Anyone who's ever designed their own birth plan knows how quickly your vision of aromatherapy candles, inspirational music, and self-hypnosis exercises can be replaced by the reality of forceps, vacuums, and caesarean sections.
But a new study says something as simple as lying down on your side after getting an epidural can lower the chances of needing medical interventions in first-time mothers.
The U.K. study, published this week in The BMJ, is based on a randomized controlled trial of just over 3,000 first-time mothers in the second stage of labour (when the cervix is fully dilated) at 41 different hospitals. All the women in the study had opted for epidurals, a pain medication administered through a thin catheter inserted in a woman's back.
The epidural rate for vaginal births in Canada is 57.8 per cent, according to the Canadian Institute for Health Information.
Of all the women in the U.K. study, 41.1 per cent of those who lay down on their left or right side in the later stages of labour had "spontaneous" vaginal births without intervention, compared to 35.2 per cent of those who were in an upright position.
Changing tide on epidurals
It's already been established that women who use an epidural for pain relief are more likely to have an instrumental vaginal birth, the U.K. researchers note.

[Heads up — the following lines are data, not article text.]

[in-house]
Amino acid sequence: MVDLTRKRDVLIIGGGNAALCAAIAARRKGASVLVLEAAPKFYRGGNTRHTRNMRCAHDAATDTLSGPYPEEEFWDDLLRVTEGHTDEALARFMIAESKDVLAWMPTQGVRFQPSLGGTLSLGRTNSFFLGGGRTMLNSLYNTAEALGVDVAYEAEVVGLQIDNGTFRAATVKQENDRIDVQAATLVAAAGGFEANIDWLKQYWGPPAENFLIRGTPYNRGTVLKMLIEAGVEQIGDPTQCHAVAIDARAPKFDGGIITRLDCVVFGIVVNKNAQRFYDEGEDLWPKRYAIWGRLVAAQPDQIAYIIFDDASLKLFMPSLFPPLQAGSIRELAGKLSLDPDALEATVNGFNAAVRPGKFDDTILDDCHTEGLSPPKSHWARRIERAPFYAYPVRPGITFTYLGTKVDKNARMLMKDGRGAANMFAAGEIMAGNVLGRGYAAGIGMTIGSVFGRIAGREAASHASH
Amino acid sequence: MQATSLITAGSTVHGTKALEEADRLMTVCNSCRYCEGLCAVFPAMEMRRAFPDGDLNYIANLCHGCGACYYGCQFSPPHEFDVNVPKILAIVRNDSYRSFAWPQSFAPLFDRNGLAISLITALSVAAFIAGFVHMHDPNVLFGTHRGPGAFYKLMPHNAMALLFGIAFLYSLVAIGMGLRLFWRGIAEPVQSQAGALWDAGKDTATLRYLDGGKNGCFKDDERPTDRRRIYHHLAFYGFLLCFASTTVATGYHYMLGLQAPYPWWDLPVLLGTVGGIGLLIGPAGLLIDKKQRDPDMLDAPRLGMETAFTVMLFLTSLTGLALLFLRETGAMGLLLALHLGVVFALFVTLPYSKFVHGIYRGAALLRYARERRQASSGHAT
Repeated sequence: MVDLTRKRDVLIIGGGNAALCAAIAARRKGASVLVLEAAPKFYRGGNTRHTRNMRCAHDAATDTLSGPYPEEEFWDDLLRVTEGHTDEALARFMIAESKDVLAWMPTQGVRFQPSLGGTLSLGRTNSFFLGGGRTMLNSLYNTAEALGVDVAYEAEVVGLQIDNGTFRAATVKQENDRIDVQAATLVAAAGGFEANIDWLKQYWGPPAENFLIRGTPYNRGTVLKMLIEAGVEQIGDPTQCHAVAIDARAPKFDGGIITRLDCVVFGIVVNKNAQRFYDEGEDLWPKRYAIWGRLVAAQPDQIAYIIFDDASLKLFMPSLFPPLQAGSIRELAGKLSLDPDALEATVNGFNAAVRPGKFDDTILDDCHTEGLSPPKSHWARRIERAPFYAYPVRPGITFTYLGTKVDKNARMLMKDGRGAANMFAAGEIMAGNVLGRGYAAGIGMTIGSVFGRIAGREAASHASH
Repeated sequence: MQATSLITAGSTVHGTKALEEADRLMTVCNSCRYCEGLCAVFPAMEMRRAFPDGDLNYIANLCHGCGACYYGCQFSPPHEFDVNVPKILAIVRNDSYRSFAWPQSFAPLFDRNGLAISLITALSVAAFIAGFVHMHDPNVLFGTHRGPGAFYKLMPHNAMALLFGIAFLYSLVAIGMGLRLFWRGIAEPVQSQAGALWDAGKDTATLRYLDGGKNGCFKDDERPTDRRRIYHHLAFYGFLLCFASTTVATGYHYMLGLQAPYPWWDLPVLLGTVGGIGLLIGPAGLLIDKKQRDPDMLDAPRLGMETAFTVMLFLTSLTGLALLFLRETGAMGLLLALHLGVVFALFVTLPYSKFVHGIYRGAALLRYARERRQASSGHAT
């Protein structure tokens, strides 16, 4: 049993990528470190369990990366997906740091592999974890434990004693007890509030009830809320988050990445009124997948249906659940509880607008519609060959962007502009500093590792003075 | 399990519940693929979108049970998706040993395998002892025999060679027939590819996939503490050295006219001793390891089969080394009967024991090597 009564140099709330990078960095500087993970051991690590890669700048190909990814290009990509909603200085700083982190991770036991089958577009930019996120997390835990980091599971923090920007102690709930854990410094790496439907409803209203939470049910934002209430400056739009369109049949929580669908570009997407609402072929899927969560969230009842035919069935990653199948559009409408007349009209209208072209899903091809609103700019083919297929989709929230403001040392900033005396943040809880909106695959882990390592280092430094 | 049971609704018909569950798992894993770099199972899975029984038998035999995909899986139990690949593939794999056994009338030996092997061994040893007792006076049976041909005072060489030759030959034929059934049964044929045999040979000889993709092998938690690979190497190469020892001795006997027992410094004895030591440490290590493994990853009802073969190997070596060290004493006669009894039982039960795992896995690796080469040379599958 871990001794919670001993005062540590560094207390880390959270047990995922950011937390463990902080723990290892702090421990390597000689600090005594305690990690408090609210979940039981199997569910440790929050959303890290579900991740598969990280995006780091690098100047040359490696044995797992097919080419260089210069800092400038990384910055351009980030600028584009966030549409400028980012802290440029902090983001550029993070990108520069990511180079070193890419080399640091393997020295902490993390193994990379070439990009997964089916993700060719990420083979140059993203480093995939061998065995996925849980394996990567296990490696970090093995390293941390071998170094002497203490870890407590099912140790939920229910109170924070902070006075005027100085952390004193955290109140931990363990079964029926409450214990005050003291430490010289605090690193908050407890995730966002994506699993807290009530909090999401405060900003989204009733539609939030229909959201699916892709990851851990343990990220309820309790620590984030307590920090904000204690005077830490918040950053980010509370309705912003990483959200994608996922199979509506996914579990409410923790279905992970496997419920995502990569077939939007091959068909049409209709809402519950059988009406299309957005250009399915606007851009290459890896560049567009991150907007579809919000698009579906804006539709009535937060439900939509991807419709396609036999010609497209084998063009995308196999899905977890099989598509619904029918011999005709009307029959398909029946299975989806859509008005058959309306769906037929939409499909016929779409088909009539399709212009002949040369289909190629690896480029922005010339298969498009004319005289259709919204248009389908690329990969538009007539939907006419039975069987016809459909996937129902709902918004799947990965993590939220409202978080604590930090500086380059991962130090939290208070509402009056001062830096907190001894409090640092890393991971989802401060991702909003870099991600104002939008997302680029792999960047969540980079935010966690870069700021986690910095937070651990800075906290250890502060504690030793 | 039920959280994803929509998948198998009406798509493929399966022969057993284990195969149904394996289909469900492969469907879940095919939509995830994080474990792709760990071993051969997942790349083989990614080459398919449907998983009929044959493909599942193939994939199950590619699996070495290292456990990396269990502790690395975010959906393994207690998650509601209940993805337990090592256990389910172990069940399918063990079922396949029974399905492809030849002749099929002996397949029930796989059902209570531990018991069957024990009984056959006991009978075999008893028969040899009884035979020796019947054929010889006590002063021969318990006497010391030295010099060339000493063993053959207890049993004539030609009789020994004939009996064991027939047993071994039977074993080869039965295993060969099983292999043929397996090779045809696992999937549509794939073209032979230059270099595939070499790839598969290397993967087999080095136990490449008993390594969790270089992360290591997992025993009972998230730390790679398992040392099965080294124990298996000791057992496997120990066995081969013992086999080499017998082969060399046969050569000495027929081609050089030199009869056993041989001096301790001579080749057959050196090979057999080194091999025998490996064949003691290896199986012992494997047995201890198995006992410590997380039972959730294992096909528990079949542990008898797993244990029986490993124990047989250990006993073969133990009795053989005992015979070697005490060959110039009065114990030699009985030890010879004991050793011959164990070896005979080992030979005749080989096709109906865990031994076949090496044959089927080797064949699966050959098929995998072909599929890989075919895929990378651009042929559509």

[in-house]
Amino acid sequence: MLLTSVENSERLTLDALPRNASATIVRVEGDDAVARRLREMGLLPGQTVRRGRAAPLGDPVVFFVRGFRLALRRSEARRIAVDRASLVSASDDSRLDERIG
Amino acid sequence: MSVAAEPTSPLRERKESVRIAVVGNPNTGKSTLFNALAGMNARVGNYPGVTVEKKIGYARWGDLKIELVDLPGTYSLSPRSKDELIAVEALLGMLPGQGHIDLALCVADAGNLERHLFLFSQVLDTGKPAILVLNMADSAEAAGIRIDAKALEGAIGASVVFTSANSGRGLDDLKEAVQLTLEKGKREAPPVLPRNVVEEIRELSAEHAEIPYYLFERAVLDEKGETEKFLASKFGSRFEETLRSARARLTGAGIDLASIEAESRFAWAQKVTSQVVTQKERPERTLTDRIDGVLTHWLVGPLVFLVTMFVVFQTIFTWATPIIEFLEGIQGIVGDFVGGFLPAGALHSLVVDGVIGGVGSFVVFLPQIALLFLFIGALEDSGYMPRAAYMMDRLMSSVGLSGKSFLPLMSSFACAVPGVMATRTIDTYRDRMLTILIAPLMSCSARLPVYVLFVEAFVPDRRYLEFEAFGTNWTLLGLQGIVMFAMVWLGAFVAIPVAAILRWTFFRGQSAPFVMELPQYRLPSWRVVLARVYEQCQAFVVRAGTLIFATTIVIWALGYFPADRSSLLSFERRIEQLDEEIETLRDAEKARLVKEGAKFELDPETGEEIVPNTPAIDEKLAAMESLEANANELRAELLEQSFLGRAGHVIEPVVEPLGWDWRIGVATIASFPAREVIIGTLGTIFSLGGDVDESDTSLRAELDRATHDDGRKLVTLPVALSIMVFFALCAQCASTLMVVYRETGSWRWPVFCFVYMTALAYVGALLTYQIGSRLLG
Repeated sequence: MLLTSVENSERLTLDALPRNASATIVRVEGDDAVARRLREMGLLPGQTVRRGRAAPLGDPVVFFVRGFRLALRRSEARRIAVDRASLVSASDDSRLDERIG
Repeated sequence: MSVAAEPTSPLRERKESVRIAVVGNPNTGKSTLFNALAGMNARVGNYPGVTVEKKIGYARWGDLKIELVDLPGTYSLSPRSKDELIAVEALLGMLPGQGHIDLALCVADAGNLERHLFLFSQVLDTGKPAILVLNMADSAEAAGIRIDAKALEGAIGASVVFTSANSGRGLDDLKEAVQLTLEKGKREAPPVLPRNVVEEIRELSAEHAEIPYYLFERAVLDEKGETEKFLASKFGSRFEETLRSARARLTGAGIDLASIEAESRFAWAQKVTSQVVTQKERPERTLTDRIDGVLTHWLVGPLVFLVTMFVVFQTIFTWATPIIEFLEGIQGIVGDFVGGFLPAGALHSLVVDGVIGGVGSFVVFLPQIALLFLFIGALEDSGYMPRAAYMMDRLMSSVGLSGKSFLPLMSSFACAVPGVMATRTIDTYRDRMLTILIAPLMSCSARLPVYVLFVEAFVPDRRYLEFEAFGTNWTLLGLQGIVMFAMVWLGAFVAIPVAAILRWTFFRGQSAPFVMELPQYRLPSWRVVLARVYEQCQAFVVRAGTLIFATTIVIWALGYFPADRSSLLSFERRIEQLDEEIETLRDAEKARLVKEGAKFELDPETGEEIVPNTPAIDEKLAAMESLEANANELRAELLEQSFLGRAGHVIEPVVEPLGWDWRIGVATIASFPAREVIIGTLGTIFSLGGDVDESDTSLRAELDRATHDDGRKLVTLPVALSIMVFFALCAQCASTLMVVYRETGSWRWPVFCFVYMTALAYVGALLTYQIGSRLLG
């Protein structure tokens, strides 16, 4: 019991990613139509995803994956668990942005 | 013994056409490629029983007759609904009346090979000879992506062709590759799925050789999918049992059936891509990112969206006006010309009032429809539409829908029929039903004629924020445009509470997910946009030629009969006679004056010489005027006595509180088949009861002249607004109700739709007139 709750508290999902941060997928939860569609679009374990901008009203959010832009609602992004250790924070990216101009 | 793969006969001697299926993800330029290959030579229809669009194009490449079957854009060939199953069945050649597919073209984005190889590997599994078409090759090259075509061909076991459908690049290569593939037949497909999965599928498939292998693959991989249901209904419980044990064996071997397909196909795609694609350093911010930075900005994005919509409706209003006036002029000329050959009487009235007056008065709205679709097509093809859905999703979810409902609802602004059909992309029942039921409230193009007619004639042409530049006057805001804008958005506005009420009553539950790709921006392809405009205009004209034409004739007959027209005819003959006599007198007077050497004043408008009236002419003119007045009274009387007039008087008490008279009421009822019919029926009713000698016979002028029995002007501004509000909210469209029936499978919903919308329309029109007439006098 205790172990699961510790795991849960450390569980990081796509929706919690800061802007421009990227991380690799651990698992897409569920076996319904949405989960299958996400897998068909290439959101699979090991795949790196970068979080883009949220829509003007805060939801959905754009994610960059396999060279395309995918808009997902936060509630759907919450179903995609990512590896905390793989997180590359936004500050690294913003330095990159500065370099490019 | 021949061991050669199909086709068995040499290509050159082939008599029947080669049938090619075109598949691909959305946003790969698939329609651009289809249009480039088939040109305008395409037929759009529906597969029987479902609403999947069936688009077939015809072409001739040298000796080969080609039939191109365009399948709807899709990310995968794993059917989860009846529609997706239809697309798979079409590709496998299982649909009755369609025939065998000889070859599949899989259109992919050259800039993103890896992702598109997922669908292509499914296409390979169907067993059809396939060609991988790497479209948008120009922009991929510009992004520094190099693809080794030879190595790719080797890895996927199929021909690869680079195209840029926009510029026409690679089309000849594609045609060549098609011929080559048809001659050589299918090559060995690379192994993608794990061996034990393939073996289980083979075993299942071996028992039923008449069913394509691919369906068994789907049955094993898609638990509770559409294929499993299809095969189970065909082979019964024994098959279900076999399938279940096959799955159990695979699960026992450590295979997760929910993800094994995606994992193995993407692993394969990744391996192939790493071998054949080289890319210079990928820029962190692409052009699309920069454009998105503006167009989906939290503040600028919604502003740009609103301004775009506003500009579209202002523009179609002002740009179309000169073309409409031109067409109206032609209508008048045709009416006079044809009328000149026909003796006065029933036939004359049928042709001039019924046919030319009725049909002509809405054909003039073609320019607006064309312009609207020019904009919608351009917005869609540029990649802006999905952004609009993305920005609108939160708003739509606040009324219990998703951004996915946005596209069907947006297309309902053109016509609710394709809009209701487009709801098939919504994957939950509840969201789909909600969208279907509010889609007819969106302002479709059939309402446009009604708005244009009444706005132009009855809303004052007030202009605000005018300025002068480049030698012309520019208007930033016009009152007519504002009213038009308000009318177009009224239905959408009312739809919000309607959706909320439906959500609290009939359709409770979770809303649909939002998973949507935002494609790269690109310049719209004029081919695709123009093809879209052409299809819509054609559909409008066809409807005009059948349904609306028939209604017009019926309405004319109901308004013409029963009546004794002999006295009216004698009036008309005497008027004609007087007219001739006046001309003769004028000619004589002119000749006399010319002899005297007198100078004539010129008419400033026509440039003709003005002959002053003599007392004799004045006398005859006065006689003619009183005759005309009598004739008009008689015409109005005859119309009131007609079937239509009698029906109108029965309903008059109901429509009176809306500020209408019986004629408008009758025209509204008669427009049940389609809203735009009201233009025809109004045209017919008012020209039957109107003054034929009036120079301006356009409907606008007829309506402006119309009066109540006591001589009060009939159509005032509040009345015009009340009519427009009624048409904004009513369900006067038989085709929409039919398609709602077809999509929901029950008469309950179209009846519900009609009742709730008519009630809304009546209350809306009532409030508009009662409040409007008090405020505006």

However, 2016 research in the journal Obstetrics & Gynecology suggested the long-held belief that epidurals can slow labour may be wrong. Women in the Chinese study took roughly the same amount of time to push out their babies, about 52 minutes, whether they received epidurals while pushing or not.
A U.S. study published earlier in October also added to evidence that epidurals don't slow labour. Researchers found that epidural use during pushing had "no effect on the duration of the second stage of labour, normal vaginal delivery rate, incidence of episiotomy, the position of the fetus at birth or any other measure of fetal well-being."
An epidural allows a mother to remain awake and alert for the delivery, Health Link B.C. notes, but can lead to back soreness at the injection site. In about two out of every 100 women, a severe headache can result from accidentally puncturing the spinal cord sheath, the health information service says on its website.
Pregnant women, in consultation with their healthcare providers, can now make informed choices about their position in the second stage of labour.Professor Peter Brocklehurst
There are limits to the new U.K. study, lead author Peter Brocklehurst said in a news release, and researchers can only speculate about why lying down increases a woman's chances of a spontaneous vaginal birth.
"However, the evidence we have found from this large trial group provides an easy and cost-free intervention in our labour wards. Pregnant women, in consultation with their healthcare providers, can now make informed choices about their position in the second stage of labour," Brocklehurst said.
There were no apparent disadvantages for short or longer term outcomes for mother or baby, the researchers noted.
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